And done! The weekend is waving as another work week draws to a close. I hope that you are ending or have ended the week on a high note. However, if the week hasn’t gone your way, I hope you get your mojos back during the weekends. I hope you get to rest, relax, reflect, and rejuvenate your manna. I hope you have fun this weekend and that you spend it wisely. For me, the weekend will be spent playing badminton, working out, reading books, and writing book reviews. This has become my routine in the past few weeks. While I have become more active lately, the pandemic still lingers at the back of my mind, especially with WHO’s warning of a looming surge that will happen in two months. I know most of us are already exasperated but a lot still remains uncertain. With the virus still lingering, I hope that you are all doing well, in body, mind, and spirit.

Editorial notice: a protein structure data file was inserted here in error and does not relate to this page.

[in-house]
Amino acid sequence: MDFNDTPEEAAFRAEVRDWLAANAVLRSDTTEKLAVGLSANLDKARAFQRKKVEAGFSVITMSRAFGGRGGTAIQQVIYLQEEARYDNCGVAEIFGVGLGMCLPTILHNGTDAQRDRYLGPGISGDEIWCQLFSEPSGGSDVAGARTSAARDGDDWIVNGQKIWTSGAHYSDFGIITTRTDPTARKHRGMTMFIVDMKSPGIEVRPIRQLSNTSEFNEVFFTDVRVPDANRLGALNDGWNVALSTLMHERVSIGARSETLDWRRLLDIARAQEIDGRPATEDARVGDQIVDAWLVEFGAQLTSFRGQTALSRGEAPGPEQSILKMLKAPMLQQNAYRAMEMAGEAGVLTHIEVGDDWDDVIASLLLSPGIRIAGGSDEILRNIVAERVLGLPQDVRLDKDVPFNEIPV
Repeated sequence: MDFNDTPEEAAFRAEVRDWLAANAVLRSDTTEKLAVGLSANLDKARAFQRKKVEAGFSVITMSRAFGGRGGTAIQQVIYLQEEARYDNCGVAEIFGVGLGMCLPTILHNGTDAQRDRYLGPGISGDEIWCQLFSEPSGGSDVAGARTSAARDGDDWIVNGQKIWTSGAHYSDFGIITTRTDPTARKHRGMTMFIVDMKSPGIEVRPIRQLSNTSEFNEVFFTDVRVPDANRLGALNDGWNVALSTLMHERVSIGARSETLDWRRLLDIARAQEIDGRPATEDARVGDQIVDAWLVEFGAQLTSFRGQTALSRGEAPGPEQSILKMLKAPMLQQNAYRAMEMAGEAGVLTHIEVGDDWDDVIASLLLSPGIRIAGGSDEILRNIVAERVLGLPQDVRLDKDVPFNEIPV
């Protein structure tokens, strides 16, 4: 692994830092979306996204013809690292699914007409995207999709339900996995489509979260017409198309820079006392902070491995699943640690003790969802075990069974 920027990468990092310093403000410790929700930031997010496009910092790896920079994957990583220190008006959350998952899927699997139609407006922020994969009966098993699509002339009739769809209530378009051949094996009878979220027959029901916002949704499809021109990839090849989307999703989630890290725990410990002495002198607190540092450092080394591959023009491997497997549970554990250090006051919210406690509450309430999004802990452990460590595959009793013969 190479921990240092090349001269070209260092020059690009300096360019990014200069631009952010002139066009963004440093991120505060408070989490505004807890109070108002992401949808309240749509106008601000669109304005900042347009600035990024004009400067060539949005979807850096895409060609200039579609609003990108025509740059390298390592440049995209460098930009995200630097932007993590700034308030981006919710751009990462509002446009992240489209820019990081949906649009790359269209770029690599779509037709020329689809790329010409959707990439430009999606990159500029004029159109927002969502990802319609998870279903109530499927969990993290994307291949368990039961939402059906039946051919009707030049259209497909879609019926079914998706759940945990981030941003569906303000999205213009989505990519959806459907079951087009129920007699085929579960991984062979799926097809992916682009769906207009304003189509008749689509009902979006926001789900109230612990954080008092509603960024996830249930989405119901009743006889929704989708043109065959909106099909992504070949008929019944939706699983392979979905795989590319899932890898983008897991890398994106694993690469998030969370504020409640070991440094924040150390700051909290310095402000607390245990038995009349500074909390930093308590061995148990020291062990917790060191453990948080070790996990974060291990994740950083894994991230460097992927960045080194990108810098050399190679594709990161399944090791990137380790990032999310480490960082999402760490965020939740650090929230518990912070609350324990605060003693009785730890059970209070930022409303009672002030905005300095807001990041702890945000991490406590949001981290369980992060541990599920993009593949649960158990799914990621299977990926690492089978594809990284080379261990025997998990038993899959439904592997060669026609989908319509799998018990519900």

Before I can officially close the work week, I am posting a new First Impression Friday update. In March, my reading motif was literary works written by female writers in commemoration of the celebration of International Women’s Day (March 8) and Women’s History Month. This reading journey was brimming with interesting and insightful books. Unfortunately, I don’t have any plans lined up yet for April. Because I had a challenging time picking out which book to read next, I have been reading works of female writers, making April effectively an extension of my March reading journey. I have also been alternating new-to-me writers and not-so-new-to-me writers. Earlier in the day, I completed my first novel by Nobel Laureate in Literature Herta Müller, The Hunger Angel. Immediately after reading The Hunger Angel, I started reading A.S. Byatt’s The Children’s Book.